If you remember me always, by my grace you will overcome all obstacles and difficulties.
Bhagavad Gita (18.66)
All paths of yoga are essentially about being in constant remembrance of and thus communion with the Divine. Whether we do seva (selfless service), dhyana (meditation) or any other sadhana, the aim is chitta shuddhi that is to tame the intractable mind, purify it and engage it in remembering our highest Self. A relatively easy tool for this is japa. Still the practice of japa requires discipline and effort. A still easier and softer way is kirtan or bhajan.
What is Japa?
Japa is the repetition of mantra or holy names. Mantras are powerful arrangements of sounds based on vibrations perceived by the rishis in very elevated states of consciousness. These sounds were ‘revelations’ from the cosmos, as opposed to thoughts or creations of human beings (Read about the Power of Mantras: Science & Spirituality). Japa renders the mind quiet, gradually pulling it into Silence.
There are essentially 3 types of Mantras used in Japa Yoga:
Beej Mantras: Beej is Sanskrit for ‘seed’. These seed mantras are single-syllable mantras that are cosmic vibrations of particular energy forms. Because of their great power, they are to be used with great care – with the correct pronunciation and upon taking diksha or initiation from a spiritual teacher. They are used to invoke the different deities which are in themselves also energy forms. For instance AIM (ऎं ) is the beej mantra of Goddess Saraswati (knowledge), Shreem (श्रीं), of Goddess Lakshmi (abundance) and Hreem (ह्रीं), of Goddess Parvati (Shakti).
Nirguna Mantra: Nirguna means without (nir) quality (guna). These are universal mantras that point to the Absolute (Brahman) which is without any quality or form. They are generally used by more advance spiritual aspirants. Examples include:
Aham Brahmasmi (I am Brahman)
Soham (That I am)
Saguna Mantra: Saguna means with (sa) qualities (guna). These mantras are most commonly used and are associated with particular divine forms or deities. Generally one chooses a mantra that one most loves or resonates with. Anyone, regardless of religion or prior knowledge or practice can take up these mantras for practice. Examples of these mantras include:
Hare Rama Hare Rama
Rama Rama Hare Hare
Hare Krishna Hare Krishna
Krishna Krishna Hare Hare
Om Namah ShivAya
Om Namo Bhagavate VAsudevaaya
Japa yoga is the practice of repeating one’s chosen mantra several times a day. Generally the sattvik hours of the day – before sunrise and around sunset – are considered the best for sadhana because at these times nature is itself in transformation and this facilitates our own inner transformation.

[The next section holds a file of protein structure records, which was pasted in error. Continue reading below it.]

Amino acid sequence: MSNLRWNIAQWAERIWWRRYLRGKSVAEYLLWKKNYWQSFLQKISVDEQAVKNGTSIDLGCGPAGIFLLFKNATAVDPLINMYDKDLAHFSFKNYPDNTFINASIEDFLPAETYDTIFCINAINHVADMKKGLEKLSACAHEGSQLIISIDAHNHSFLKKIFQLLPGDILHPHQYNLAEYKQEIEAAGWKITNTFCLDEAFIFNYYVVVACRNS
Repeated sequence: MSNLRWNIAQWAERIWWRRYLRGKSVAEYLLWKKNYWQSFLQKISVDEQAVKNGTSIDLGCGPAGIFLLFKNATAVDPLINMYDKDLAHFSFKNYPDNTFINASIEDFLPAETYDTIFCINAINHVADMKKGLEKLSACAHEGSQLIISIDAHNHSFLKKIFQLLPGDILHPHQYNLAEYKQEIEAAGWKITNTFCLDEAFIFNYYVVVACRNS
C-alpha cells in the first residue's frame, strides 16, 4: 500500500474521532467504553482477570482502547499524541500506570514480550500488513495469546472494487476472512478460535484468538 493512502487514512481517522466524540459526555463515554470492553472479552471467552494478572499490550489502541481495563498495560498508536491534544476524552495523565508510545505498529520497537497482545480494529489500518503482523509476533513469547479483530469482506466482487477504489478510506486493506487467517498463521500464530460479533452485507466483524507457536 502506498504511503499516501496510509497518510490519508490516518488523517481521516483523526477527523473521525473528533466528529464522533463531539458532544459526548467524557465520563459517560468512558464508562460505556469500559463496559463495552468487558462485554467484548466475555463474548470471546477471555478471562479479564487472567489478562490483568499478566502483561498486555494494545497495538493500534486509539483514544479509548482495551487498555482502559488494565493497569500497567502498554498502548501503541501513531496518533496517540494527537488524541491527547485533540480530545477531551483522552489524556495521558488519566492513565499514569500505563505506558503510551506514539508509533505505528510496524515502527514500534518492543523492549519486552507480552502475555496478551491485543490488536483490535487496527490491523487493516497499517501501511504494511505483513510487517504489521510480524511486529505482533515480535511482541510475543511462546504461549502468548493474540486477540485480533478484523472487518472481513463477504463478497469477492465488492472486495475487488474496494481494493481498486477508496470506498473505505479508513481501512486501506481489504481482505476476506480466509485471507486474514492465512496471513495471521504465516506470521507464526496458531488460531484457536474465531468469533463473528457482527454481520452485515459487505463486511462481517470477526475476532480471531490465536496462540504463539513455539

The aid of a japa mala is often recommended. The mantra or sacred names should be repeated with full faith and devotion. Generally 108 repetitions or multiples thereof are done. Alternatively one may choose to practice for a set time of say 15 – 30 minutes, twice a day.
While chanting out loud is the most common practice, a more advanced practice is mental chanting (Manasika japa) that goes on constantly within one’s being.
Some saints have been known to verily embody the mantra where the mantra appeared to be emanating or resounding from their body.
Kirtan and Bhajan
Kirtan is singing of God’s name, with feeling. Such singing has a benign effect on both the physical and subtle bodies. It is an excellent method of soothing the nerves and directing the emotions to a positive goal. Kirtan melts the heart, fills the mind with purity and generates harmony and divine love. The chanting of Sanskrit kirtan, even when mechanically done, produces certain effects. When done with devotion, and awareness of the meaning, its benefits are immeasureable.
– Swami Sivananda
If japa is hard devotion, kirtan and bhajan are soft devotion. Human beings today appear to be very weak in their spiritual disposition. The mind is too attached to sensory pleasures and attention spans are very short. It is for this reason that saints and gurus have recommended bhakti or devotion in our age as a simple and quick way to free ourselves from the tyranny of our ego dominated minds. Of course, like all paths of yoga, one must have a suitable temperament for this way too.
Kirtan, the musical singing of divine names and Bhajan, devotional songs, are easy and enjoyable yet powerful ways of purifying the mind and heart by holding the vision and love for God within.
Several saints like Mira bai, Bhadrachala Ramadasu or Tulsidas sang their way to the Divine and this means of yoga remains the one that touches the heart, no matter the particular age/times or circumstance. Sadly many people in India today think these are a pastime of the elderly. Yet in many Western countries, kirtan and bhajan have become quite popular (for instance in yoga centres) with Western singers like Krishna Das playing a big part in bringing kirtan to the West.
There is a tangible power of singing the names of God with a group of people. In my stay at the Sivananda ashram in Kerala, the kirtan sessions were my favourite parts of the day. Unlike asanas, there is no exertion required. Unlike meditation, no control or application of the mind is called for. All that’s needed is an openness and willingness to surrender. A simple heart full of love goes further than all practices and knowledge. It can seem naive that such a simple way can take one to the Divine and this doubt itself keeps us from experiencing the sublime joy of surrender.
As Lord Krishna’s message in the Bhagavad Gita goes (as told by Sri Mooji):
Try to understand me with all your intellect and you will fail.
But love me, and I am yours.
For further reading, I highly recommend this article of a talk on the Science of Mantras by Swami Satyananda Saraswati, a disciple of Swami Sivananda and Founder of the Bihar School of Yoga.
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